The hardest thing for a politician debating a Trumpian candidate is that the latter generally gets graded on a curve. To that end, no one watching Friday night’s U.S. Senate debate between Republican U.S. Senate nominee Herschel Walker and incumbent Sen. Raphael Warnock expected Walker to surprise them with hidden policy genius, or come clean about his many scandals or overwhelm Warnock with oratorical flourishes.
Walker didn’t need to excel, he just needed to not fall flat on his face, and he managed to do that over the course of an hour on live TV, with nothing short of the balance of power in the upper chamber of Congress in the balance. Walker didn’t say anything you didn’t expect (for that matter, neither did Warnock, and if the debate proved anything definitively it’s that both candidates appeared to have prepped well). With that out of the way, let’s talk about the most important thing we all saw:
WHERE THE HELL DID HE GET THAT BADGE?! This man, who no law enforcement agency has any record of ever being a member of, reached in his pocket and pulled out something that I’m pretty sure I could’ve gotten out of a box of Super Golden Crisps in the 1980s. I’m not sure who was in charge of the camera work and floor direction over at NewsNation, the network that carried the debate live, but I needed them to move quicker. Pan in! Get tighter!
I needed to see every detail on that badge. Did it have an actual agency’s name on it and if so, which one, because its chief, director, public information officer or janitorial staff need to be flooded with questions immediately. What was it made of? Was the insignia on the front of an eagle? An American flag? Sugar Bear, of cereal fame? These are the moments that 4K television were made for.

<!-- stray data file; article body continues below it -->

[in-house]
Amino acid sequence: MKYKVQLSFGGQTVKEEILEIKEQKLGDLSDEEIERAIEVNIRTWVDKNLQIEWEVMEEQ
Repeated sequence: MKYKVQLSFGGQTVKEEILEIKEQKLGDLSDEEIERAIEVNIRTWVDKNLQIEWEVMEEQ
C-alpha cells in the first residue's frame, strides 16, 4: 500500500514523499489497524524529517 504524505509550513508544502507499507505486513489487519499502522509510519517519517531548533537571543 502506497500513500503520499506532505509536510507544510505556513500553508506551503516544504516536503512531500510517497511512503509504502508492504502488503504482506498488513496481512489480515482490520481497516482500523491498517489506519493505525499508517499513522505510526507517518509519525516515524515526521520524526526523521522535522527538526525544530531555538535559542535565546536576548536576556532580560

Moderator Tina Tyus-Shaw did a good job keeping her composure and reminding Walker of the rules: no props allowed. But the fact that that even needed to be a rule, and then was swiftly ignored, was a reminder that for as well as Walker kept his shit together for most of the hour, this was no normal debate and he’s no ordinary candidate.
Early voting in starts in Georgia three days from now and polling shows that Walker has a real shot. If he wins, it’d mean replacing the first Black senator from Georgia in history with the second, the difference being the incumbent is a clergyman occupying the lineal pulpit of MLK and the other’s credentials consist of a 40-year-old Heisman Trophy, and, apparently, a badge of unknown origin.